3: TOXICITY AND SOLUBILITY OF DIFFERENT FLUORIDES

[1] Professor Kaj Roholm's three categories of inorganic fluorine compounds. It should be noted that Prof. Roholm is the author of the first and most comprehensive monograph on fluorine toxicity.


EXTREMELY TOXIC VERY TOXIC (Easily soluble fluorides and fluorosilicates) MODERATELY TOXIC (Poorly soluble fluorides)


Hydrogen Fluoride (anhydrous) Sodium Fluoride Cryolite
Silicon Tetrafluoride Potassium Fluoride Calcium Fluoride
Hydrofluoric Acid Ammonium Fluoride
Hydrofluorosilicic Acid (used for fluoridation) Sodium Fluorosilicate
Potassium Fluorosilicate
Ammonium Fluorosilicate

 

[2] Former Aston University chemist Malcolm Harris' table of solubility ( "... a critical aspect of toxicity" ) of 1971;-
Calcium fluoride natural Solubility = 16 ppm at 18ºC and 17 ppm at 26ºC
Sodium Fluoride (used in the USA) artificial 42,200 ppm at 18ºC
Sodium fluosilicate artificial 6,520 ppm at 17ºC
Hydrofluorosilic acid (commonly used in UK) artificial miscible liquid

 

[3] Advice on Hydrofluoric Acid from the Health & Safety Executive (UK) in 2001.
Hydrofluoric acid poisoning

 

Recommendations on first aid procedures

 

Health & Safety Executive

 

http://www.hse.gov.uk
_____________________

 

Information contained within this document is accurate as of 1/1/2001

 

IMPORTANT.

 

ALWAYS contact the HSE for advice. See Disclaimer (below).

 

_____________________

 

This leaflet is aimed at employers and employees in industries where hydrofluoric acid is used. It provides information on:

 

* health effects;



* precautions to be taken when working with hydrofluoric acid;



* first aid procedures to be followed in cases of hydrofluoric acid poisoning;



* first aid training.

 

DISCLAIMER

 

[1] THE INFORMATION PROVIDED ON THIS WEB-PAGE IS PURELY FOR THE PURPOSE OF HIGHLIGHTING THE DANGERS OF HYDROFLUORIC ACID.

 

[2] ANYONE WHO WORKS WITH HYDROFLUORIC ACID SHOULD ENSURE THAT THEIR EMPLOYER HAS THE APPROPRIATE MEASURES TO DEAL WITH ANY INCIDENT RELATING TO THE USE OF THIS CHEMICAL.

 


Health Effects

 

Hydrofluoric acid is corrosive. It can cause severe burns to the skin and eyes. If it comes into contact with skin, you may not feel pain at once. Hydrofluoric acid is also highly irritating to the respiratory system and very toxic if swallowed.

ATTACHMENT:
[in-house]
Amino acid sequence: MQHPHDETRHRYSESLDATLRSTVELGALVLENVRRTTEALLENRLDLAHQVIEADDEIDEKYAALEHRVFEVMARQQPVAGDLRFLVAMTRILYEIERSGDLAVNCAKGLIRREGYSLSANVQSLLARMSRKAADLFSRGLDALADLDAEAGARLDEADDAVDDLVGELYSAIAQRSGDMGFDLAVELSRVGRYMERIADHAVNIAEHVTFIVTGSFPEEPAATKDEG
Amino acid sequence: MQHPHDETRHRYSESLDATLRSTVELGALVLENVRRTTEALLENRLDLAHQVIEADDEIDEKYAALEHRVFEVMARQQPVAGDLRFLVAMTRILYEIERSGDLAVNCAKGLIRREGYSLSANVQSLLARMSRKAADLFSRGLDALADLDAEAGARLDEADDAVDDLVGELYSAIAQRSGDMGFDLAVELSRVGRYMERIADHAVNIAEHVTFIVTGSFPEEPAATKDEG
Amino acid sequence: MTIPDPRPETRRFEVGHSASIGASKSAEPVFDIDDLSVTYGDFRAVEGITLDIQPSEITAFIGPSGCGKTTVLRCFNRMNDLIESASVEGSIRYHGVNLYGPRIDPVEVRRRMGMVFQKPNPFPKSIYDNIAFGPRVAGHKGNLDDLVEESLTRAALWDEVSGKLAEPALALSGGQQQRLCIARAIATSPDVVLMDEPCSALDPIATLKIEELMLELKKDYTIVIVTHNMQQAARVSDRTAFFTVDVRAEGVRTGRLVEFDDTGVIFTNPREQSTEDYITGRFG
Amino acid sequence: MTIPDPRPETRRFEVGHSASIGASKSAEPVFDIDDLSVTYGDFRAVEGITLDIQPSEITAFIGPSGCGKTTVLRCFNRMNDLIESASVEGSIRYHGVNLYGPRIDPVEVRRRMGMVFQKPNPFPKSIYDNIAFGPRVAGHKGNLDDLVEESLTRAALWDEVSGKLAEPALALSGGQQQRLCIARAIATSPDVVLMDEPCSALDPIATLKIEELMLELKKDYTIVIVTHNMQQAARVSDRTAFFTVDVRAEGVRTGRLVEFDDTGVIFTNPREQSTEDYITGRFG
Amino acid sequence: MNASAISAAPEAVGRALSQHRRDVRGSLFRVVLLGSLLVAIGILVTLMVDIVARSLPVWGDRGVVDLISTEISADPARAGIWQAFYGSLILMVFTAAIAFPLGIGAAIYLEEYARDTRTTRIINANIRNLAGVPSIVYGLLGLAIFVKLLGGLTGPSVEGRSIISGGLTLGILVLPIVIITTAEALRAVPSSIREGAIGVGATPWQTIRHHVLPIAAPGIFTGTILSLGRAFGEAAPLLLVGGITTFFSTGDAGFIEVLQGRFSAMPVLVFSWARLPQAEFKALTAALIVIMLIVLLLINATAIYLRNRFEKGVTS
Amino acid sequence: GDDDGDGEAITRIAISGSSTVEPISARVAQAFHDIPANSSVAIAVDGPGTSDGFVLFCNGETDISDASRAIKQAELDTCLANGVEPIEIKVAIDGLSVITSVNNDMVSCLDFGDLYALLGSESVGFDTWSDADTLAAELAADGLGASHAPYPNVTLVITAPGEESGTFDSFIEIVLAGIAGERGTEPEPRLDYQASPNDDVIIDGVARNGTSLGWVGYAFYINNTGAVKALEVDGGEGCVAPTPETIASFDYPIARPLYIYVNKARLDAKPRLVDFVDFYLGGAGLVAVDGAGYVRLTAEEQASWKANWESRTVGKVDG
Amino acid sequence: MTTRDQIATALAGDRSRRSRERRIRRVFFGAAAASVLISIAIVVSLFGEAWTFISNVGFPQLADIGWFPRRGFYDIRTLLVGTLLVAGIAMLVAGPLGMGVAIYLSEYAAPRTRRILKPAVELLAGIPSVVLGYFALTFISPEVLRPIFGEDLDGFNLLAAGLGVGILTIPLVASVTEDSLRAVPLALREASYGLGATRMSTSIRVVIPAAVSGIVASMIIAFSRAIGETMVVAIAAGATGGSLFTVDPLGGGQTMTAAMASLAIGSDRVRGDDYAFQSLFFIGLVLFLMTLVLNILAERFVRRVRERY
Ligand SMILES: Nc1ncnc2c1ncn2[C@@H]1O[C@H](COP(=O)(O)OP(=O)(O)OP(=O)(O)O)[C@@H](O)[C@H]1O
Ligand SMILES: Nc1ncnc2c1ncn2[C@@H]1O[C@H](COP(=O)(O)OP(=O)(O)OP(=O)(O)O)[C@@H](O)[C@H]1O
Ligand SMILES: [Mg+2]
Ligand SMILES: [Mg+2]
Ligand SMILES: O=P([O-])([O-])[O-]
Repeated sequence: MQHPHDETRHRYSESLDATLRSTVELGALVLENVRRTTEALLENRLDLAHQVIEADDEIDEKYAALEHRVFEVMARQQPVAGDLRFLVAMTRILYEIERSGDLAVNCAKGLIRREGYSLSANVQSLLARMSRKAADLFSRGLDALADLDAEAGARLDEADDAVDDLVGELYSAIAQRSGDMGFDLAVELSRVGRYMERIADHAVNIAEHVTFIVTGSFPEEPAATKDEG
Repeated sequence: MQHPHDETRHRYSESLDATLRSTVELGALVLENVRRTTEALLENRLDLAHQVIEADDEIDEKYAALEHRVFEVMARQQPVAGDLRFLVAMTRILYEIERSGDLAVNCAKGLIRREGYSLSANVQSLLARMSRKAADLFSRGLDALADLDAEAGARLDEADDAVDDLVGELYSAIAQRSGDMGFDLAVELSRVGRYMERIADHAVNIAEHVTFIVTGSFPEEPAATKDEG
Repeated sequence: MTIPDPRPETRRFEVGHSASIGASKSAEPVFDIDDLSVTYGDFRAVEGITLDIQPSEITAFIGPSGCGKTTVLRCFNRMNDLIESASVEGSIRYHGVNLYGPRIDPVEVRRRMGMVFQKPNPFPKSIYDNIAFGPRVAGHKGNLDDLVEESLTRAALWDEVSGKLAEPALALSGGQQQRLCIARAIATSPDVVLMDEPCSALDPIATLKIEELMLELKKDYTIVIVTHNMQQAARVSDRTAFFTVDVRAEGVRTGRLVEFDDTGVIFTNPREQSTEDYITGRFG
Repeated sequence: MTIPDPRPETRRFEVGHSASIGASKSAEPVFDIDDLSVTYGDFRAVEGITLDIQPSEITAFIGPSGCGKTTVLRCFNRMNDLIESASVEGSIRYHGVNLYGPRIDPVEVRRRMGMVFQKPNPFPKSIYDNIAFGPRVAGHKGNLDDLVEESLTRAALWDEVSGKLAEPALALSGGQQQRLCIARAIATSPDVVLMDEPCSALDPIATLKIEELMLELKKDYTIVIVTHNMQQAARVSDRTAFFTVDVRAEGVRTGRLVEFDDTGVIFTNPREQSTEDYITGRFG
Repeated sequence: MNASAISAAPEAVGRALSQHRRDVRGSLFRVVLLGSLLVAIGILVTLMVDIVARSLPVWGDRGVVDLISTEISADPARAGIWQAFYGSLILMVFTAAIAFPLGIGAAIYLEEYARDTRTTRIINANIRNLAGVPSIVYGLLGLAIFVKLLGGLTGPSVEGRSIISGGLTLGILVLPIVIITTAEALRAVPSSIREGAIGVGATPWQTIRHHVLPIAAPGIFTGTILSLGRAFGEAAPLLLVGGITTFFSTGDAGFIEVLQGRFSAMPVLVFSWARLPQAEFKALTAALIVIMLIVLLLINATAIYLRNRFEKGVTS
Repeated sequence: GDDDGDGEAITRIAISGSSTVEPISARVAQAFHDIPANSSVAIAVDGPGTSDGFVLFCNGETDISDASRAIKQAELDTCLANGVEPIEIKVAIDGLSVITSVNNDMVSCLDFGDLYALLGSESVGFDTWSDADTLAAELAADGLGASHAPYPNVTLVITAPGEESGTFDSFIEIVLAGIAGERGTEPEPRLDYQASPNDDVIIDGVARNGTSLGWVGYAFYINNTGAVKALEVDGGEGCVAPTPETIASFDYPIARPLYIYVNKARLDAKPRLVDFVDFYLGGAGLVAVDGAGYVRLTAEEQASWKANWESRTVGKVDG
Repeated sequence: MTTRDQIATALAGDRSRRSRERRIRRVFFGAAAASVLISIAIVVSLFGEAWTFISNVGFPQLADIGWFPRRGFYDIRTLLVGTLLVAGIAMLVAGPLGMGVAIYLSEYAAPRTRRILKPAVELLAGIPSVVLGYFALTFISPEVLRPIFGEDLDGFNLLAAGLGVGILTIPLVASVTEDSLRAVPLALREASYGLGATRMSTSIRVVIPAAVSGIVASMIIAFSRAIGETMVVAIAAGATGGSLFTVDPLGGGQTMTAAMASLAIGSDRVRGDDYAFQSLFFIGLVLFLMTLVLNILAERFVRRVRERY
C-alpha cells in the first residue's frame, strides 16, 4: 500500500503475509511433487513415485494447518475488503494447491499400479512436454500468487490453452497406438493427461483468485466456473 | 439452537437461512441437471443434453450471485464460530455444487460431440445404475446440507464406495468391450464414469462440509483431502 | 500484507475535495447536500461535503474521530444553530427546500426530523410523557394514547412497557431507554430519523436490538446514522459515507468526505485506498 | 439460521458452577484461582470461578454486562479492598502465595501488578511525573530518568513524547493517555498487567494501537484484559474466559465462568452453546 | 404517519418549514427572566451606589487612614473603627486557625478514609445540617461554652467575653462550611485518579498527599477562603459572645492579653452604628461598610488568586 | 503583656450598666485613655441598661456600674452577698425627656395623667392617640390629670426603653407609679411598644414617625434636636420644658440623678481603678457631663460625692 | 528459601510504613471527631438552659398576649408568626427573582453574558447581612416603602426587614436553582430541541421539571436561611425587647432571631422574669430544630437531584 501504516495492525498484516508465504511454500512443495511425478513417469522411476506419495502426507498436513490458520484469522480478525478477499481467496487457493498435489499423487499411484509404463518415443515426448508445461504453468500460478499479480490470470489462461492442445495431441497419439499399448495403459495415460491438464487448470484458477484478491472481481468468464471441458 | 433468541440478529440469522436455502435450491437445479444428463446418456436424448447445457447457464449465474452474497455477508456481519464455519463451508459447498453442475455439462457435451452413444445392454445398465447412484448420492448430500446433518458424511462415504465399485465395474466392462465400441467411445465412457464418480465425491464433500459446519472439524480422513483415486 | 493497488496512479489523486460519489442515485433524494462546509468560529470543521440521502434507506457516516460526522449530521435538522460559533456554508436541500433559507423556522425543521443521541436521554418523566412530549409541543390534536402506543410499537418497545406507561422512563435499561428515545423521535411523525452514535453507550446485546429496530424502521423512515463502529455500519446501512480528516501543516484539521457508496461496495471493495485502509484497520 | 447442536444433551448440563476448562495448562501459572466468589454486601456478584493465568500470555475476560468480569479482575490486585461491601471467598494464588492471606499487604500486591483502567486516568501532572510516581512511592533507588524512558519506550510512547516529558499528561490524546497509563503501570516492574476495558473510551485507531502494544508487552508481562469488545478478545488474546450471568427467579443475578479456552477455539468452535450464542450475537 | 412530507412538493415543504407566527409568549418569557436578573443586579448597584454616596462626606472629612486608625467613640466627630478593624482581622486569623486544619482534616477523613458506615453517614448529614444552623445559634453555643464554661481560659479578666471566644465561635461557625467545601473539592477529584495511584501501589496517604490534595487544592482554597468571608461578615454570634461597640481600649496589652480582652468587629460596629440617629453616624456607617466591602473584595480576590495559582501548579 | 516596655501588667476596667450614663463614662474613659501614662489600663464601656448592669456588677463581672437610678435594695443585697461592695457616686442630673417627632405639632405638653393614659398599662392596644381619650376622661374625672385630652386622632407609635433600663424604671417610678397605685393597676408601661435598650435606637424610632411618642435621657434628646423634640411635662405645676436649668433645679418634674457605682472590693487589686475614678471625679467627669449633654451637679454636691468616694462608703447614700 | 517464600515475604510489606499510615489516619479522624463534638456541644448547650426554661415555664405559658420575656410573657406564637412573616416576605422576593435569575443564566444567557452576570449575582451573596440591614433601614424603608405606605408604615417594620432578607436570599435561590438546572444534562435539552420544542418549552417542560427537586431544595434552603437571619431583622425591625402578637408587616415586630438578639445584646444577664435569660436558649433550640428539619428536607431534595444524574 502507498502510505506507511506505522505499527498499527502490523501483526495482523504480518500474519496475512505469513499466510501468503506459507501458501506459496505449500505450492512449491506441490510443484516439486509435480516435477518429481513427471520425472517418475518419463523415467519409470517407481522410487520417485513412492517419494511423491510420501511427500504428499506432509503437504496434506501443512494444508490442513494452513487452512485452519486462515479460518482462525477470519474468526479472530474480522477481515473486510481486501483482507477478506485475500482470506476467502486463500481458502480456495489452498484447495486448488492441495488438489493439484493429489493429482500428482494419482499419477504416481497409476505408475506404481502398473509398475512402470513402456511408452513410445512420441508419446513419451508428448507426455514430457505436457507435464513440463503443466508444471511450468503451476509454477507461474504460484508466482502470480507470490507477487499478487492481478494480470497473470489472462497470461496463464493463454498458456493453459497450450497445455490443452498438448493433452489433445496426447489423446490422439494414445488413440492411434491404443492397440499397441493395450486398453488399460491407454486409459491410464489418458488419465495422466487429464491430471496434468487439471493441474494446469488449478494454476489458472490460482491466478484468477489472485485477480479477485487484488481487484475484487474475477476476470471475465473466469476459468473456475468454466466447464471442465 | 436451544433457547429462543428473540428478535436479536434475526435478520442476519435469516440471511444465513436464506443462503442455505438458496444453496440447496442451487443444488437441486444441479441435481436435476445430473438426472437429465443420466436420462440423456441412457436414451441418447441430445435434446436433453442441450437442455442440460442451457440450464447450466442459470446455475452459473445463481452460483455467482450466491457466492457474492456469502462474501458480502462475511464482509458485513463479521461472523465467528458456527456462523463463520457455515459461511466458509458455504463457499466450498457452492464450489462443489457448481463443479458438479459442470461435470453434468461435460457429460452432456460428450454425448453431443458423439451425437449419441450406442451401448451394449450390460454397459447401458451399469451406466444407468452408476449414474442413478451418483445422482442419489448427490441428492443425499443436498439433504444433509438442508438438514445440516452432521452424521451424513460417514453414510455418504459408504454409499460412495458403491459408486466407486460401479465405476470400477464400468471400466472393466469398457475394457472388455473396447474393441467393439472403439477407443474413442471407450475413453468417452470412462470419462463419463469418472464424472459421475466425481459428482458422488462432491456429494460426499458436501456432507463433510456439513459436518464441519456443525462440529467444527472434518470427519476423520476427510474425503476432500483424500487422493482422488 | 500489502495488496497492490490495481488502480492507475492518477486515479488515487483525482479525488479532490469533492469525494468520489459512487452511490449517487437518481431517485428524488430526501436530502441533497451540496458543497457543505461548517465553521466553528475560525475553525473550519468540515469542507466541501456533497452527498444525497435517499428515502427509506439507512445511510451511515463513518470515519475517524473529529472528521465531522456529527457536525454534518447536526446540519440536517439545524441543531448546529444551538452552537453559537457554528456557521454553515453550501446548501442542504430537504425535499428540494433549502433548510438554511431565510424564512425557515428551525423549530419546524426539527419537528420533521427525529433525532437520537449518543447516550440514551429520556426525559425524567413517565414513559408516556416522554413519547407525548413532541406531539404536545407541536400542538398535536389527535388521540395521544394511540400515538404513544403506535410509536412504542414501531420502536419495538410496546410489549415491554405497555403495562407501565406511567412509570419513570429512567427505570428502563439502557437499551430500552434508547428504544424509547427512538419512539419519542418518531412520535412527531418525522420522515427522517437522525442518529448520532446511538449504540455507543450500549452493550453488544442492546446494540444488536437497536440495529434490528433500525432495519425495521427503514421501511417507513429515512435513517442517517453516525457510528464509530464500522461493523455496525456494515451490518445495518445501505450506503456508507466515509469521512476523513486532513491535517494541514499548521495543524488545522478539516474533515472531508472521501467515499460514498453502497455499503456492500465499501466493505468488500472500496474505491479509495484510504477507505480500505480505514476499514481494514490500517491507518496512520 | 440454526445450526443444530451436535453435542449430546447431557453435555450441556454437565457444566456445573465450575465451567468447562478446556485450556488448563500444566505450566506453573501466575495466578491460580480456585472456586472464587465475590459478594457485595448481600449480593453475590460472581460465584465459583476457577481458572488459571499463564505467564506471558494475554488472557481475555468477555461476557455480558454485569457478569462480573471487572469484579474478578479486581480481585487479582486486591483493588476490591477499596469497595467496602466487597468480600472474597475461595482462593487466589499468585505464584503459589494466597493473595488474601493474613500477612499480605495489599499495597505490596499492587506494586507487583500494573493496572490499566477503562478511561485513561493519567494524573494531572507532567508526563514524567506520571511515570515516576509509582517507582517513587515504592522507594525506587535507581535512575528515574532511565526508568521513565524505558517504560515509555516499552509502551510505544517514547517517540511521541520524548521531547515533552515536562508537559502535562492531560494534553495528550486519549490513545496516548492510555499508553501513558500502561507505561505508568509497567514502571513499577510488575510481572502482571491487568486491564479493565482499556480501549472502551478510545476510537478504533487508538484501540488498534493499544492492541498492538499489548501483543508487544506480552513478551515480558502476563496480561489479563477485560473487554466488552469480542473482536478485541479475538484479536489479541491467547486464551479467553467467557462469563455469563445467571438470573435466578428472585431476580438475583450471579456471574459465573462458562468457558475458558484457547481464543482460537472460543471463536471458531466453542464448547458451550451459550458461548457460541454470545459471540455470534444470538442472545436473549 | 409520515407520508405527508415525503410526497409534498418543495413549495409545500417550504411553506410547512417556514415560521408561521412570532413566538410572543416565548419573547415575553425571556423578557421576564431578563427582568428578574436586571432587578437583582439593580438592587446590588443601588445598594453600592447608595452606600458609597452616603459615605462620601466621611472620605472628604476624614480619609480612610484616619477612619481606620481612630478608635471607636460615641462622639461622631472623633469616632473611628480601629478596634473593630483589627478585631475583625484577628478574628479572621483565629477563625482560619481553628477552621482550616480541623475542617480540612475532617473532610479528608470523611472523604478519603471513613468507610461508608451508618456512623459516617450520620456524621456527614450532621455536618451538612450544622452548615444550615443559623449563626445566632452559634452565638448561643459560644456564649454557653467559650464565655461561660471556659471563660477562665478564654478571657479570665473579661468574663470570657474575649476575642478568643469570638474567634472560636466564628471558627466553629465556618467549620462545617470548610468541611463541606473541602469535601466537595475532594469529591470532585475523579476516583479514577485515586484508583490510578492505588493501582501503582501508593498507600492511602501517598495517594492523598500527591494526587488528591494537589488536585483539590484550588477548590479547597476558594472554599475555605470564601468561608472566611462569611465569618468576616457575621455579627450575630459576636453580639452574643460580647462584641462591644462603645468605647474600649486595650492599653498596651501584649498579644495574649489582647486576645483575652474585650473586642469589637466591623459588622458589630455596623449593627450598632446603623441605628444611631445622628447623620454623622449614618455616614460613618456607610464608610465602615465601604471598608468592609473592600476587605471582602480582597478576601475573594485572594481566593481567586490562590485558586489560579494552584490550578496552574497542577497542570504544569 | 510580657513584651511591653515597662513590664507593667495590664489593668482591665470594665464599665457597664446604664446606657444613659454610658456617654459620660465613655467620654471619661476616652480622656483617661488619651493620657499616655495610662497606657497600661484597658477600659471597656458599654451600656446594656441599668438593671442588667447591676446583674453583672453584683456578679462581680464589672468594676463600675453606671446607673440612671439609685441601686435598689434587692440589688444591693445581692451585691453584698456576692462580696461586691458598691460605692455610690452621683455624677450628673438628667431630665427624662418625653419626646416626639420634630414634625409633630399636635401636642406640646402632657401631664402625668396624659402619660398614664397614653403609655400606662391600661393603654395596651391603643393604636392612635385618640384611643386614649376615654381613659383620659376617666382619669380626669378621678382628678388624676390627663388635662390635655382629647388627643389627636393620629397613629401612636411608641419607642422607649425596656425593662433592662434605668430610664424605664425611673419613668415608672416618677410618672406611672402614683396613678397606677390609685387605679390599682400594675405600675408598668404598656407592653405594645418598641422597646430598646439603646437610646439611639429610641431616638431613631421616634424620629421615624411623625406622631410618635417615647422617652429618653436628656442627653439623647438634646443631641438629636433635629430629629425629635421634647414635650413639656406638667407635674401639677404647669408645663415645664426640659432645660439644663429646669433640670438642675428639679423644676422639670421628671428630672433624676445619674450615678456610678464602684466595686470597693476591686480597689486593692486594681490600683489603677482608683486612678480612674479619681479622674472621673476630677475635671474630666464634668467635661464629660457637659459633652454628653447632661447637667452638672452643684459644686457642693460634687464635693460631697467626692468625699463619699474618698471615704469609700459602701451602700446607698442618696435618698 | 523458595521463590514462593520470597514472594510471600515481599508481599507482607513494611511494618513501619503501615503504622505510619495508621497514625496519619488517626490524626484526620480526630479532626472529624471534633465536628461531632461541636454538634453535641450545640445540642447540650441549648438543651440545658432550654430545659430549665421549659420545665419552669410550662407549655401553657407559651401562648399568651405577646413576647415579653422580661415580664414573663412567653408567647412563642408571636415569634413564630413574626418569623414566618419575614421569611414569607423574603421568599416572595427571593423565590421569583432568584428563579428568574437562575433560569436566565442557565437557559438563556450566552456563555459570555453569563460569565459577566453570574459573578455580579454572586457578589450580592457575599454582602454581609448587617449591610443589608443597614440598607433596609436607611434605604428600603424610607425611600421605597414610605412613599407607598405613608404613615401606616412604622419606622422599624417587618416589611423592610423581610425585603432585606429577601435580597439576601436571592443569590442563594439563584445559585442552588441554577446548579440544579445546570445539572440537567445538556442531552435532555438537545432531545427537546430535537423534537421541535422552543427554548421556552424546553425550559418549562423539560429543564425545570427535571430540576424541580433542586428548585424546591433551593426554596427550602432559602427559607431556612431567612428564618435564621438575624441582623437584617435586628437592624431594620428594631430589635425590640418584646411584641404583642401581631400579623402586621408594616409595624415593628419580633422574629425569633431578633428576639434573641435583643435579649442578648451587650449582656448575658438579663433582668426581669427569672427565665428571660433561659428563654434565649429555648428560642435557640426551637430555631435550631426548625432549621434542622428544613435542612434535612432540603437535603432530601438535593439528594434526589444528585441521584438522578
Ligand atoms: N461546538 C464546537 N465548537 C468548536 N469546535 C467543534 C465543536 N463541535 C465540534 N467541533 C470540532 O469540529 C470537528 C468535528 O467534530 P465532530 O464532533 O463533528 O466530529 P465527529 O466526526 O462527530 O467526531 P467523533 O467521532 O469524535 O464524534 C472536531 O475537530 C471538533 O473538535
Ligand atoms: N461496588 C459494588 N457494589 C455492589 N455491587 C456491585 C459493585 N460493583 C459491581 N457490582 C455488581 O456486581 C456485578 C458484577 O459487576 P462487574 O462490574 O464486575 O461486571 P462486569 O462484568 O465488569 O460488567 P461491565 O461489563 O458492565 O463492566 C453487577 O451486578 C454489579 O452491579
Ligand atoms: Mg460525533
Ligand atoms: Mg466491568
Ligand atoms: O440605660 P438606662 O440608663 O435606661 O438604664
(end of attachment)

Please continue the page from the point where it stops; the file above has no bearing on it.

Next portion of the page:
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Precautions

 

The Control of Substances Hazardous to Health Regulations 1999 (COSHH) apply. A COSHH assessment should be completed. Consider the use of safer alternatives. If there are no suitable alternatives, the assessment should detail appropriate precautions to be taken when using hydrofluoric acid, which include using a safe system of work. Employers should ensure that employees are given adequate information and training on the hazards to health posed by hydrofluoric acid, and the precautions to take to avoid them.

 

Employers should:

 

* always use the protections provided;



* always wash gloves and other impervious clothing before removing them;



* test gloves for pinholes using a method advised by the manufacturers (this might be done by filling them with water, before drying and putting them away for use again), discarding gloves that are not sound;



* always wash their hands before leaving the work area

 

First aid

 

Urgent action is required. Obtain immediate medical attention.

 

When giving first aid, protect yourself and the casualty from further exposure.

 

Casualties should be sent to hospital as soon as possible (see opposite). In all cases, the hospital should be informed of the cause of injury.


Skin contact

 

* Remove contaminated clothing while protecting your hands with suitable gloves.



* Flood the skin with plenty of water for at least 5-10 minutes.



* Apply calcium gluconate gel on and around the affected area and continuously massage into the skin for at least 15 minutes after pain is relieved. Cover the area with a dressing soaked in the gel and lightly bandage. these procedures can be continued during transit to hospital.



* Send to the Accident and Emergency Department.

 

Eye contact

 

* Flush the eye with water for at least 20 minutes. This can be continued during transit to the hospital.


* Send the casualty to the Accident & Emergency Department or local Eye Casualty Department.

 

Gassing

 

* Remove the casualty from the contaminated area and place in fresh air.



* If necessary, resuscitate the casualty.


* If suitably trained, give oxygen.



* Send to the Accident & Emergency Department.

 

Swallowing

 

* Never attempt to induce vomiting.



* If the casualty is conscious, rinse out their mouth with water.



* Send to Accident & Emergency Department.


The Truth About Fluoride